Kidney Donors, Recipients Want to Share More Info

Disclaimer: Results are not guaranteed*** and may vary from person to person***.

Newman_140815_2The current standards on donor/recipient disclosure are being challenged by a study that is currently available online but will be published in an upcoming issue of the Clinical Journal of the American Society of Nephrology. The results show that not only do donors want more information to decide whether to offer their organs—recipients also want to be more informed before deciding whether to accept.

Under current practices, it is mandatory to share whether the donor is at risk for hepatitis or HIV, but the guidelines are vague about what else can be shared. This is problematic because medical confidentiality rules are very strict, leading to uncertainty about what can be shared, by whom, and what role the doctor plays in the information.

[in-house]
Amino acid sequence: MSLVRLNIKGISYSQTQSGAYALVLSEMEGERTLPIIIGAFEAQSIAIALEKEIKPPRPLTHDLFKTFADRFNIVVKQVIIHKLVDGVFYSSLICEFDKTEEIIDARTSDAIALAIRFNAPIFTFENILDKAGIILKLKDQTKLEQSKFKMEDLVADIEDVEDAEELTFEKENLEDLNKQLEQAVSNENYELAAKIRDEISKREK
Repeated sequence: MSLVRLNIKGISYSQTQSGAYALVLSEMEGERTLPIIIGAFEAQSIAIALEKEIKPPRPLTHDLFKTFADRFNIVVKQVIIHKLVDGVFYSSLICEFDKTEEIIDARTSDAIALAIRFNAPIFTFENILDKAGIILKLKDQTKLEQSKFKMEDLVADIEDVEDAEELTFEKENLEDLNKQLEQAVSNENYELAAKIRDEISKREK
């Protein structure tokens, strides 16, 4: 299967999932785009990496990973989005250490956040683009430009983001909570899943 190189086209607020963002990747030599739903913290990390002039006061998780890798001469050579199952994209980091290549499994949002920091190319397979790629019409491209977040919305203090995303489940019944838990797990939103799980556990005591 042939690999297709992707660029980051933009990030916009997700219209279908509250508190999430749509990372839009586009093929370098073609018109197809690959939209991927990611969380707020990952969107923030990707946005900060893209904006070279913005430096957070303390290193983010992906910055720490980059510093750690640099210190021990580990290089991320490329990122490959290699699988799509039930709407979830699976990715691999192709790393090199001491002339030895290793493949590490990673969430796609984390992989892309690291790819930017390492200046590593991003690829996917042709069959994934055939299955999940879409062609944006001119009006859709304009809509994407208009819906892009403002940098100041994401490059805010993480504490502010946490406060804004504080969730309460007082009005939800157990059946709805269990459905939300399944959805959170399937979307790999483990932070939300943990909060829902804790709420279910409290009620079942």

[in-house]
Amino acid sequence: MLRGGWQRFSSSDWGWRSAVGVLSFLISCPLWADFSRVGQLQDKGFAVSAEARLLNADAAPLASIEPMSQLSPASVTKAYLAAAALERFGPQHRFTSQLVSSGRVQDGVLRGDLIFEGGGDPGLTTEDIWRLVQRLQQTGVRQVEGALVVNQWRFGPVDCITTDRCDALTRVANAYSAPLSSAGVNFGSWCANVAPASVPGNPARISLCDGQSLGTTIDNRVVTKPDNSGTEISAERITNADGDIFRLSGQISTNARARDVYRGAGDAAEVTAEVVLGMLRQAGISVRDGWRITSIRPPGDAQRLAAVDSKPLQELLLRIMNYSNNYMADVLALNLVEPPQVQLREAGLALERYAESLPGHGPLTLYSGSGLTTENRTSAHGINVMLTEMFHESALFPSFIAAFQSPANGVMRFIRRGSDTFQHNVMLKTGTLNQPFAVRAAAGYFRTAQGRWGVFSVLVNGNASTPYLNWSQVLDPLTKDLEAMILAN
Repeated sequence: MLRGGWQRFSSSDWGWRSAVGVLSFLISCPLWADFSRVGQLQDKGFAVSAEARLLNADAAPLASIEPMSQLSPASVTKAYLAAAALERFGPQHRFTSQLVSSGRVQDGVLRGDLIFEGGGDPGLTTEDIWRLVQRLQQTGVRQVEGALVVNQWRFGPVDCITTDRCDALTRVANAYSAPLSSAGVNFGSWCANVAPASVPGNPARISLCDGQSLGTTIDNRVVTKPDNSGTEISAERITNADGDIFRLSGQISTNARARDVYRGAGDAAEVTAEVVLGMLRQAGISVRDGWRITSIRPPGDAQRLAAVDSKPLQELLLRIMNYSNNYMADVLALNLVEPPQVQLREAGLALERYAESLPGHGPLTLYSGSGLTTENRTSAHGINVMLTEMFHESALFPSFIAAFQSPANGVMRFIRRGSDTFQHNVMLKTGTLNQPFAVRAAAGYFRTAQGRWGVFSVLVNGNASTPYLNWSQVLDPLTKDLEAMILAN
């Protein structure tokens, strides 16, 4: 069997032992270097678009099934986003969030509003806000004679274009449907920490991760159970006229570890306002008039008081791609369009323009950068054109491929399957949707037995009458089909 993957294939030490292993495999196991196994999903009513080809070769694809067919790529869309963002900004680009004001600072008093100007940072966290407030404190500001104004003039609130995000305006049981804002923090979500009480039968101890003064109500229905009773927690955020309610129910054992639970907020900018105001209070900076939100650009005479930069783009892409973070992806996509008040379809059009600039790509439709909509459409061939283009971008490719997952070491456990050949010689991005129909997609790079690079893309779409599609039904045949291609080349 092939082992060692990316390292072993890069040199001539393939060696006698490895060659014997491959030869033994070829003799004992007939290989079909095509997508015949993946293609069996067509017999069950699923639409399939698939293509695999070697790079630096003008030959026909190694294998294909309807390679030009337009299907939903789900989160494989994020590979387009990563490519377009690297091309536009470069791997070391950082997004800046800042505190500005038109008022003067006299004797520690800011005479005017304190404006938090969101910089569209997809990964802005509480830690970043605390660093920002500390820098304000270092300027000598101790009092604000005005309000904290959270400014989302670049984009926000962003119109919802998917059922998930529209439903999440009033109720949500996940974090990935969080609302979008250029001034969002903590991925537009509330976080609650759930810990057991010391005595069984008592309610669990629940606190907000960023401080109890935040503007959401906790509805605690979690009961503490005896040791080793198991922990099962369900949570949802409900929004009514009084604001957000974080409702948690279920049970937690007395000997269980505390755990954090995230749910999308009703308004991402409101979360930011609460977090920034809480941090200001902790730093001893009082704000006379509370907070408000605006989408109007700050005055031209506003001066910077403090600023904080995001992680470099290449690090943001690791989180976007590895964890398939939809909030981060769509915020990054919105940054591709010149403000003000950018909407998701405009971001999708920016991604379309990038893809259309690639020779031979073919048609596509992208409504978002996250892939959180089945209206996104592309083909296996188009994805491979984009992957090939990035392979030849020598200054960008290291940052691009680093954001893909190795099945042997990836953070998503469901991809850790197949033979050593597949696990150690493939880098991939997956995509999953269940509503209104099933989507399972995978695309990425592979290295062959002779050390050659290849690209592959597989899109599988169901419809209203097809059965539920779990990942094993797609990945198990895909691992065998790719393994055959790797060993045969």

The initial survey sample size was 4,200 individuals, but only 236 people both responded and self-identified as potential or actual donors or recipients. Of this number, several distinct trends were found.

There was majority support (79%) for giving donors general information about the potential recipient that would affect their post-transplant health. This included elements like smoking status, heart health, and kidney function. When the question was looked at in reverse—recipients getting the same information about donors—support rose to 88%.

In terms of what people were not willing to share, both donors and recipients showed minimal interest in more social factors such as sexual orientation, religion, employment, or criminal record. Both groups also wanted the transplant team involved in the various elements of information disclosure.

Study authors believe their findings show that transplant participants need to be consulted further as policies are re-evaluated for possible changes.

Approximately 6,000 living donor kidney transplants are performed annually in the U.S. It is not known if the study’s findings are transferable to other forms of live donor operations.

Source for Today’s Article:
Mataya, L., et al., “Disclosing Health and Health Behavior Information between Living Donors and Their Recipients,” Clinical Journal of the American Society of Nephrology August 2015; 10(9), doi:10.2215/CJN.02280215.

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